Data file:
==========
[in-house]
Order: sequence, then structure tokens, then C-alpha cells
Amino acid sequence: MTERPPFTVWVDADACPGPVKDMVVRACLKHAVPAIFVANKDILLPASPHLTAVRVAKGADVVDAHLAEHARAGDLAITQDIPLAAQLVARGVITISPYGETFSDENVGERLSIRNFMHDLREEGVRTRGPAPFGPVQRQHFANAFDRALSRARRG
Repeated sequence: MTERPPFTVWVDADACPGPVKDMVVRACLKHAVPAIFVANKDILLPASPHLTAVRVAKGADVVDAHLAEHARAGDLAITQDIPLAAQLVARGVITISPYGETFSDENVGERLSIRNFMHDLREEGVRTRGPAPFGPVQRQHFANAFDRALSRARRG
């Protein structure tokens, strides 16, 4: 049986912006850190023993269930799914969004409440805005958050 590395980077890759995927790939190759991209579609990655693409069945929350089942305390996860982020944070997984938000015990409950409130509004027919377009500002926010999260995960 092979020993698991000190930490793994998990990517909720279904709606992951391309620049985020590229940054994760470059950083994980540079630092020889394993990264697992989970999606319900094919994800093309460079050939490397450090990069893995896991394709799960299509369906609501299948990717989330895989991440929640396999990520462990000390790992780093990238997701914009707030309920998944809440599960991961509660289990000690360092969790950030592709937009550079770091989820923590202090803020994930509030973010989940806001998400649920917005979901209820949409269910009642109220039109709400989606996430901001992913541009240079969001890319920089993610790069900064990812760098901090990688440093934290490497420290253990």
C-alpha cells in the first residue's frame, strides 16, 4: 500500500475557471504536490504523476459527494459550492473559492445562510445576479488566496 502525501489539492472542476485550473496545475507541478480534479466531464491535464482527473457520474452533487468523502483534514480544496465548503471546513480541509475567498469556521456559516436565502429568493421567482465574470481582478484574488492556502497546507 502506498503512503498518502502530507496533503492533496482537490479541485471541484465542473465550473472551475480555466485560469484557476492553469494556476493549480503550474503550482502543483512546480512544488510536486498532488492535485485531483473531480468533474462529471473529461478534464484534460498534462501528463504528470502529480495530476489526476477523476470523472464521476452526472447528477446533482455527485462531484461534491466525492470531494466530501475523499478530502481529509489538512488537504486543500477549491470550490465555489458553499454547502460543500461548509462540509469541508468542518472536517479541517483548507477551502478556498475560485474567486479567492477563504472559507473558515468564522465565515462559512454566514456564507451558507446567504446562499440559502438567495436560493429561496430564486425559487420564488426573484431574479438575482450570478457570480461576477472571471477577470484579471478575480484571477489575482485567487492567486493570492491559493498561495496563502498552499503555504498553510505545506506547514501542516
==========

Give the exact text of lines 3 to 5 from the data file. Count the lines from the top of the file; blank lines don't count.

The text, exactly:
Amino acid sequence: MTERPPFTVWVDADACPGPVKDMVVRACLKHAVPAIFVANKDILLPASPHLTAVRVAKGADVVDAHLAEHARAGDLAITQDIPLAAQLVARGVITISPYGETFSDENVGERLSIRNFMHDLREEGVRTRGPAPFGPVQRQHFANAFDRALSRARRG
Repeated sequence: MTERPPFTVWVDADACPGPVKDMVVRACLKHAVPAIFVANKDILLPASPHLTAVRVAKGADVVDAHLAEHARAGDLAITQDIPLAAQLVARGVITISPYGETFSDENVGERLSIRNFMHDLREEGVRTRGPAPFGPVQRQHFANAFDRALSRARRG
């Protein structure tokens, strides 16, 4: 049986912006850190023993269930799914969004409440805005958050 590395980077890759995927790939190759991209579609990655693409069945929350089942305390996860982020944070997984938000015990409950409130509004027919377009500002926010999260995960 092979020993698991000190930490793994998990990517909720279904709606992951391309620049985020590229940054994760470059950083994980540079630092020889394993990264697992989970999606319900094919994800093309460079050939490397450090990069893995896991394709799960299509369906609501299948990717989330895989991440929640396999990520462990000390790992780093990238997701914009707030309920998944809440599960991961509660289990000690360092969790950030592709937009550079770091989820923590202090803020994930509030973010989940806001998400649920917005979901209820949409269910009642109220039109709400989606996430901001992913541009240079969001890319920089993610790069900064990812760098901090990688440093934290490497420290253990």